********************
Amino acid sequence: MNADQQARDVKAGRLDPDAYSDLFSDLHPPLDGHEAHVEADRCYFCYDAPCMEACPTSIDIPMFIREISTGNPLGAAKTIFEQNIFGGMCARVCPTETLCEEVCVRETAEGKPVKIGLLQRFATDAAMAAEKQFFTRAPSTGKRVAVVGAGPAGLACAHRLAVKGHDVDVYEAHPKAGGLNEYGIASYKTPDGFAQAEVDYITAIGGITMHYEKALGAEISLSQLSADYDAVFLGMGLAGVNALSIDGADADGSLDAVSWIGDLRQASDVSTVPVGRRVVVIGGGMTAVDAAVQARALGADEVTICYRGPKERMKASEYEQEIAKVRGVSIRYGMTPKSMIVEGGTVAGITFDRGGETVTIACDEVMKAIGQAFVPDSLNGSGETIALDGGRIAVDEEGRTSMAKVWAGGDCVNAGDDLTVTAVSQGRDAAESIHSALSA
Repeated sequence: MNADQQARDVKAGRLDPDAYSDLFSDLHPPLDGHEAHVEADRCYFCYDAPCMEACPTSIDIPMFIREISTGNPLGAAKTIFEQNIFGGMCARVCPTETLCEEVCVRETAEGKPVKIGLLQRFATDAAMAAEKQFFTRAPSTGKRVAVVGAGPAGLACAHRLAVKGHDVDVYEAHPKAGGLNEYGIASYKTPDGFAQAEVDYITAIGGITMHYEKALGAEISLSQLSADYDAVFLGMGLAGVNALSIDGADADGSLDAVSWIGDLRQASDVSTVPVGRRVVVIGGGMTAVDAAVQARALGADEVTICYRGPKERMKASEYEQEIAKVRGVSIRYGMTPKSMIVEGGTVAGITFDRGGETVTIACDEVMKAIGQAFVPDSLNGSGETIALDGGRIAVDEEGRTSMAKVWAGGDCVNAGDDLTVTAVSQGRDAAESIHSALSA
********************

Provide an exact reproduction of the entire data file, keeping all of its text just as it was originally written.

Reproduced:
Amino acid sequence: MNADQQARDVKAGRLDPDAYSDLFSDLHPPLDGHEAHVEADRCYFCYDAPCMEACPTSIDIPMFIREISTGNPLGAAKTIFEQNIFGGMCARVCPTETLCEEVCVRETAEGKPVKIGLLQRFATDAAMAAEKQFFTRAPSTGKRVAVVGAGPAGLACAHRLAVKGHDVDVYEAHPKAGGLNEYGIASYKTPDGFAQAEVDYITAIGGITMHYEKALGAEISLSQLSADYDAVFLGMGLAGVNALSIDGADADGSLDAVSWIGDLRQASDVSTVPVGRRVVVIGGGMTAVDAAVQARALGADEVTICYRGPKERMKASEYEQEIAKVRGVSIRYGMTPKSMIVEGGTVAGITFDRGGETVTIACDEVMKAIGQAFVPDSLNGSGETIALDGGRIAVDEEGRTSMAKVWAGGDCVNAGDDLTVTAVSQGRDAAESIHSALSA
Repeated sequence: MNADQQARDVKAGRLDPDAYSDLFSDLHPPLDGHEAHVEADRCYFCYDAPCMEACPTSIDIPMFIREISTGNPLGAAKTIFEQNIFGGMCARVCPTETLCEEVCVRETAEGKPVKIGLLQRFATDAAMAAEKQFFTRAPSTGKRVAVVGAGPAGLACAHRLAVKGHDVDVYEAHPKAGGLNEYGIASYKTPDGFAQAEVDYITAIGGITMHYEKALGAEISLSQLSADYDAVFLGMGLAGVNALSIDGADADGSLDAVSWIGDLRQASDVSTVPVGRRVVVIGGGMTAVDAAVQARALGADEVTICYRGPKERMKASEYEQEIAKVRGVSIRYGMTPKSMIVEGGTVAGITFDRGGETVTIACDEVMKAIGQAFVPDSLNGSGETIALDGGRIAVDEEGRTSMAKVWAGGDCVNAGDDLTVTAVSQGRDAAESIHSALSA